Some of the most notable Caucasian ethnic groups include Chechens, the Ingush, Adyghes, Kabardians, Balkars, Avars, Dargins, Laks, and Lezgins. The large bulk of Caucasian ethnic groups are native to Dagestan, the most heterogeneous republic in all of Russia.

Virtually all of these ethnic groups are religious, traditional and conservative, much more so than other ethnic groups around Russia, and many of them (the Chechens in particular) are often keen on promoting a fiercely independent cultural identity. Many Caucasian ethnic groups follow a stricter version of Islam than the Tatars and the Bashkirs.

The Circassians (Adyghe) are probably the most politically active ethnic group in and outside Russia. The diaspora regularly raises awareness of the Circassian Genocide, and presses for the preservation of their culture and language.

Given their complex position in Russian society and history, Caucasian ethnic groups have an odd, love-hate relationship with ethnic Russians. While some ethnic Russians praise them for their warmth and hospitality, some ethnic Russians treat them with a degree of suspicion and contempt, and Caucasians are often discriminated against; some landlords (particularly in Moscow) won't allow Caucasians to rent an apartment. In addition, immigration policies are somewhat biased against Caucasians; The Russian government is often reluctant to repatriate diaspora Circassians as they feel it could upset the ethnic balance in the North Caucasus.

The Ossetes of North Ossetia are a notable exception religion wise, being one of the few majority-Orthodox-Christian ethnic groups in an otherwise heavily Muslim religion.

It is not unusual for Caucasians to shower foreign visitors with excessive hospitality, as foreign visitors to the North Caucasus are quite rare.

Iranic peoplesEdit

The Ossetes, the Orthodox Christian relatives of the Persians of Iran form the majority in the central part of the North Caucasus. They're the only Persian-related ethnic group in Russia – most Persian-related ethnic groups live around Afghanistan, Iran, Tajikistan and Pakistan. They are one of the few Persian-related ethnic groups to not be predominantly Muslim.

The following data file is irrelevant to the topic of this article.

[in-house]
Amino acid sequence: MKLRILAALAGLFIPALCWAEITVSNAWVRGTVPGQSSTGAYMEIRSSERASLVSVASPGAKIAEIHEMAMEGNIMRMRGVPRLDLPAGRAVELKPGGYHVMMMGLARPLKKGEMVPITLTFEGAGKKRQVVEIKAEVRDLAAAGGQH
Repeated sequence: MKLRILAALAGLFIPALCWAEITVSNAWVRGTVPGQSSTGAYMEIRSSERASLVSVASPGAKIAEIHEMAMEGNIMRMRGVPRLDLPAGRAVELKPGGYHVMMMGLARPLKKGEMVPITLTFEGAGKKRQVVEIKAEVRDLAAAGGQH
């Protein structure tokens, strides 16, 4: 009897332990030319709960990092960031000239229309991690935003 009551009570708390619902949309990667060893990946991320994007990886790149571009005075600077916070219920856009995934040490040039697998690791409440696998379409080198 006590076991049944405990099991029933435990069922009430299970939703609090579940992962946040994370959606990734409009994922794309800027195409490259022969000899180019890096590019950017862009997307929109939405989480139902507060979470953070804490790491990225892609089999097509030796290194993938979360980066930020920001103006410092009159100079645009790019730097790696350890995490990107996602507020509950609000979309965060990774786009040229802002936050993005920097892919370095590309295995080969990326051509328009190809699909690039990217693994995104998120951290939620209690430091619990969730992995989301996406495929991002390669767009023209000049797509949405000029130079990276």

Similar to their Caucasian counterparts, the Ossetes are noted for being both very traditional and conservative.

OthersEdit

  • The Volga Germans are descendants of the German settlers who arrived in numbers to the Volga Region under the 1763 invitation of Catherine the Great, herself a German princess at birth. During the early Soviet era, there was an autonomous Volga German administration centred in Engels (itself renamed after one of the German co-founders of Marxist theory), but it was disestablished after the Nazi attack on the Soviets, and most of its population was exiled to the far-flung areas of the Urals, Siberia, and Central Asia. After the Soviet collapse, many Volga Germans "returned" to Germany, while some moved to Kaliningrad Oblast, formerly Germany's East Prussia, which had lost all of its original German population after World War II.
  • Descendants of fishermen originally from Vardø who settled in the 19th century along the coast of the Rybachiy Peninsula, northwest from Murmansk. Only a few Kola Norwegians remain today, and even fewer maintain any level of knowledge of the local Norwegian dialect.
  • Around 200,000 Roma people live in Russia.
  • 150,000 Koreans live in Russia. Most of them had migrated to the Russian Far East during the 19th century, but were deported to the Central Asian plains under Stalin. However, there are about 30,000 on Sakhalin.
  • The Buryats of Buryatia are the biggest indigenous group in Siberia. They are culturally related to Mongols and follow Buddhism. Back in the 17th century, a group of closely-related Oirats immigrated westwards to the shores of the Caspian Sea, and settling in what is now Kalmykia, making the area the only part of Europe where Buddhists are the majority. Many Kalmyks were deported to Siberia during World War II under the suspicion of being Nazi collaborators (despite the fact that many Kalmyks had also served in the Red Army), and were only allowed to return in 1953 following the death of Stalin.
  • A remote region in the Siberian taiga, Evenkia is home of the Evenks, traditionally reindeer herders related to the Manchu of Northeast China (Manchuria).
  • The Chukchis form the majority in Chukotka, the easternmost region of Russia. Others who call the region home include the Evens (related with the Evenks), and the Yupik who also inhabit neighbouring Alaska across the Bering Strait.
  • The Nivkh, traditionally semi-nomadic fishermen, live on the Pacific island of Sakhalin and nearby parts of the Russian Far East.
  • The Dungans are an offshoot of China's Hui Muslim community, and continue to speak a dialect of Mandarin, albeit written in the Cyrillic alphabet instead of Chinese characters. Most Dungans today live in the former Soviet republics of Central Asia, especially in Kazakhstan and Kyrgyzstan, though a community of over a thousand individuals lives in Russia.

See alsoEdit